Lab 2 - Ancient Artifacts
Artifact 1: Winged Protective Deity 883-859 BC
Northern Iraq (from the Northwest Palace at Calakh), Assyrian, reign of Assurnasirpal II,883-859 BC, Alabaster.
This artifact is an relief on alabaster that was found in the palace of King Assurnasirpal at Calakh. According to the artifact’s plate, it represents a minor winged deity pollinating a tree. The role of this deity is to protect the king from harm. It is one of the many reliefs covering the entire palace. Each of those reliefs would’ve also been painted, although the paint has faded with time. Supposedly, a relief of the king himself would’ve been found close by. In the museum, it is exposed next to another carving of a deity. which has the exact same engraving. The plate mentions that, “across the middle of each is the so-called standard inscription of Addurnasirpal II, which records the king’s conquest and achievements.”
Clearly, since this was a relief made to protect a king in his palace, it had importance and would need to reflect the king’s riches and power and withstand the passage of time. This is exemplified by the materials and methods used to create the piece. Such a big piece of stone would have been an incredibly sturdy and long lasting material, but also heavy and tough material to carve. It would have taken skills and time to make anything out of it. Carving it and painting it would have probably taken a master. It is not something that would have been found in any home, only the home of someone important that wanted others to know that too.
The text reflects those intentions clearly, not just in content but in placement. Although not the first thing one would notice when looking at the piece, it is still at the forefront of the piece and its placement in the middle of the relief with big clear letters suggests it is made to be noticed by people. However, it seems to me that the forefront of the text does not mean it needs to be read for the relief to be enjoyed and admired by the reader. It is noticeable, but still discreet enough that someone would not necessarily be tempted to read all of it. In fact, the term “standard inscription” suggests to me that this is a text that would have been engraved in many other places, and that people would have recognized it as soon as they would have seen it on this piece. Hence, the image would have been more of the novelty, and it would have been enjoyed by people regardless of them reading the text.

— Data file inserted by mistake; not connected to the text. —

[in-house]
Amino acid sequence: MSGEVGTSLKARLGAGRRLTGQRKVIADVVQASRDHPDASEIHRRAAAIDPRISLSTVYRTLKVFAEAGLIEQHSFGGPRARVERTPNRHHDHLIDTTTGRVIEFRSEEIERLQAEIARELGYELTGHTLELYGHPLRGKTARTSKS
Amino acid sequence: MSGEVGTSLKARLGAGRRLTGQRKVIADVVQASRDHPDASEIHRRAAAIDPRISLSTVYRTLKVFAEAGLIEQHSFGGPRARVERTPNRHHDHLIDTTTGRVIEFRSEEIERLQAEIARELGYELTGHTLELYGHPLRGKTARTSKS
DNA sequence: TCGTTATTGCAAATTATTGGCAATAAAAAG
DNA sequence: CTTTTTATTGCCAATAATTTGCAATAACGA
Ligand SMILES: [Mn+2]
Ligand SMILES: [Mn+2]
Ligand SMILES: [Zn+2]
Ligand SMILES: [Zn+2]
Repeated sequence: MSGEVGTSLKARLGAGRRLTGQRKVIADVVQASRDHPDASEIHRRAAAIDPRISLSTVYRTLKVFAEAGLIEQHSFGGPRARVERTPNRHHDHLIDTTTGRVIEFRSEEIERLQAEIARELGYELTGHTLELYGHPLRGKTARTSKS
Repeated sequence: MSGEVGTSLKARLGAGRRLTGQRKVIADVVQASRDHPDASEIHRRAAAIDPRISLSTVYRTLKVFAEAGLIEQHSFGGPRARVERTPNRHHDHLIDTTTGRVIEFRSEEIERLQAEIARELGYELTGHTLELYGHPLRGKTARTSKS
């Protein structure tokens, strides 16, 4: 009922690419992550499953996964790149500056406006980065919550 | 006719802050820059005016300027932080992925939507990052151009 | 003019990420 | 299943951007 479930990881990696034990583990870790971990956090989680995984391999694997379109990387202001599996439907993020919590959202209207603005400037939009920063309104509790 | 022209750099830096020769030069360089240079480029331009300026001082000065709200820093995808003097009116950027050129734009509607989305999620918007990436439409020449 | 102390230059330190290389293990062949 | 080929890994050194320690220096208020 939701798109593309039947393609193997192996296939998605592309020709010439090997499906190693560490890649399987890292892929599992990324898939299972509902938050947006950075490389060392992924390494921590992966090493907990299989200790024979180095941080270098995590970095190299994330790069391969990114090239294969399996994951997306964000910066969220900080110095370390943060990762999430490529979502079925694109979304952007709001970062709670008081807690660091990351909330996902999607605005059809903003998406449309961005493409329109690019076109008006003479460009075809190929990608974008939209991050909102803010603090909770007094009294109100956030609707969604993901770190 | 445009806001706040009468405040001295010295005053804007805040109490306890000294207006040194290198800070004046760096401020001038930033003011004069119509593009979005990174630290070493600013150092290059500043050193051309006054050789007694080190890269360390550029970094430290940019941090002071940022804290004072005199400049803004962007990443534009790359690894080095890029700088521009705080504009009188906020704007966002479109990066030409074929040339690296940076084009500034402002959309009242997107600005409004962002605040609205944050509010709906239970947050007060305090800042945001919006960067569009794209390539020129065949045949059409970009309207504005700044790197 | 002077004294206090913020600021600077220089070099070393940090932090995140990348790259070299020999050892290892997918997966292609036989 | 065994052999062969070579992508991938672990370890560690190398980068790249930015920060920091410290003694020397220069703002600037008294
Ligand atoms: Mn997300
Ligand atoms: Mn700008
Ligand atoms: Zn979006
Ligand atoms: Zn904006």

Moreover, it is unclear to me that everyone passing this inscription would have been able to read it. Since this was found among many other similar carvings in the palace, it could have been in a well traveled area in which higher social strata people would have been able to read it, but surely a lot of the common people and servants traveling the palace would not. The king would have wanted to impose his power on all of those people, not just those who could read. So it makes sense that the text, while clearly visible, is not the entire focus of this piece.
Artifact 2: Foot Panel from Governor Djehutynikht’s outer coffin 2010-1961 BC,
Egypt (Deir el-Bersha, tomb 10A) Middle Kingdom, late Dynasty 11-early Dynasty 12, 2010-1961 BC, Cedar
This piece of cedar wood covered in writing is a foot panel from a Egyptian governor’s coffin. It is engraved with hieroglyphs which were subsequently painted in black. According to the museum plate, “The inscriptions that literally cover this panel are funerary spells to provide the deceased with information about the afterlife and sustain him or her there.”
Similarly to the previous artefact, this panel was made for an important person and it shows. The purpose of this panel’s text being to help this important person in the afterlife, it needed to be long lasting while reflecting the governor’s importance. Again, the materials and methods used to create this piece exemplify this. Engravings are made to last, and wood is a sturdy material, (although probably not quite as long-lasting as stone) Moreover, as mentioned earlier, they take time and money.
This time however, it is clear that this artifact wasn’t made to impress anyone. Those religious inscriptions were only meant for the eyes of the deceased and the gods. This is clear in the lack of ornamentation of this fully textual panel. Also, there does not seem to be that clear of a regard for how visible the text is compared to the text of the last artifact. This time, the text is written in fairly small symbols which cover every inch of the wood. My guess is that this is because as much information as possible needs to be presented to guide the deceased in the after life, while there isn’t quite the same need to boast.
Overall, those two artifacts, while serving different purposes at first glance, have significant similarities: they were both made for important people and they were both made to last. This isn’t entirely surprising since they were both made in times were only the rich and powerful had access to reading and writing, as well as expensive long lasting materials and methods of craftsmanship. I don’t know if they served all of their purposes but one thing is for sure, they lasted.